EU: "biometric passports": We will not just have to be finger-printed once but over and over again

Support our work: become a Friend of Statewatch from as little as £1/€1 per month.

On 29 June the European Commission announced the "second part" of the introduction of biometric passports under Council Regulation 2252/2004. In the jargon "Basic Access Control" means the storage of a person's "facial image" on a RFID "contactless chip" activated by reading the data in the "machine readable zone" (two lines of data already on all EU passports). The "second part" comprises sorting out the Public Key Infrastructure (PKI) which will give "Extended Access Control" (jargon for encrypted access) to the data on the two fingerprints of all passport-holders to be embedded in the RFID chip. The Commissioner, Mr Frattini, is "particularly proud" of this development which means: "the EU will be among the first worldwide to implement this system" (Press statement).

Access to the "machine readable zone" is already standard practice at EU point of entry (air, sea and land) and simply contains the data on the passport page. The "facial image" is not a biometric - it is a digitised image of the standard passport photo sent in to apply by post. As such it is a basic security check intended to prove that the person being checked is the same as the picture in the passport and in the "chip". In effect it works as a "one-to-one" check and but is not reliable for a "one-to-many" check (ie: to check the digital image against a database of millions).

The inclusion of a digitised "facial image" meets the standards laid down by the International Civil Aviation Organisation (ICAO). The taking of biometrics (finger-prints) from passport applicants is optional under the ICAO rules - the EU decided to make this mandatory.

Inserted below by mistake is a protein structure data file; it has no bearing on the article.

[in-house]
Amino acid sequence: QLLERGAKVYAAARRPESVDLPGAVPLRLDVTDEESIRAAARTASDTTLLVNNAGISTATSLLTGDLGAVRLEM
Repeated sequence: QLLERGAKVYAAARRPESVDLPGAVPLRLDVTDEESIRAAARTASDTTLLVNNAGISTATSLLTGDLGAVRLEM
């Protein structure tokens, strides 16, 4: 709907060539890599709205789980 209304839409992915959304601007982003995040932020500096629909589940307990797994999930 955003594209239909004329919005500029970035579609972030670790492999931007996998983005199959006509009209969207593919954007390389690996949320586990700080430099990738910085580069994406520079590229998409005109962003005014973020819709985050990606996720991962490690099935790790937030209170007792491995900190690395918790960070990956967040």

The taking of a person's biometrics (unique personal physical data) requires the compulsory presence of the individual at an "enrolment" centre and the taking of their finger-prints - which are stored in the "chip".

However, as the Commission's press statement of 29 June 2006 admits for the biometric data to be "read" from the "chip" all border posts have to be equipped with "readers" - the projected date for this across the EU is 2009. This begs the questions: will all the "readers" have the same capabilities? Will they just check "one-to-one" or against national database "watch-lists"? Who is on each national "watch-list and why are they on it? Are people informed they are on a "watch-list" and how do they get off it?

The press statement also notes that: "only Member States will have access to the finger-print data". In fact until there is an EU-wide database of fingerprints (planned in the distant future for SIS II) only the national databases can be used for checks. This will mean that a UK finger-printed person can be checked "one-to-one" or "one-to-many" on re-entry but only "one-to-one" when entering another EU state - but checked "one-to-one" would mean taking their finger-prints again and again and again as they travel across the EU to prove that the prints on the chip are the same as the person presenting themselves.

It might reasonably be concluded that we will not just have to be finger-printed once but over and over again if the alleged security benefits are to work.

When an EU-wide database of finger-prints is established - as planned - it will contain millions and millions of records (quite how many is not known as the exact number of passports issued in the EU has never been established). The EU has decided to take just two finger-prints for a passport (though all ten for a visa) which will have a certain error rate at national level but this will grow exponentially as the EU-wide database grows. Errors can be either falsely matching the prints with another person (who may be a "suspect") or or failing to match them with correctly or with anyone.

EU - Passport specification - Working document: first part, 2005 (pdf)

Our work is only possible with your support.
Become a Friend of Statewatch from as little as £1/€1 per month.


Spotted an error? If you've spotted a problem with this page, just click once to let us know.

Report error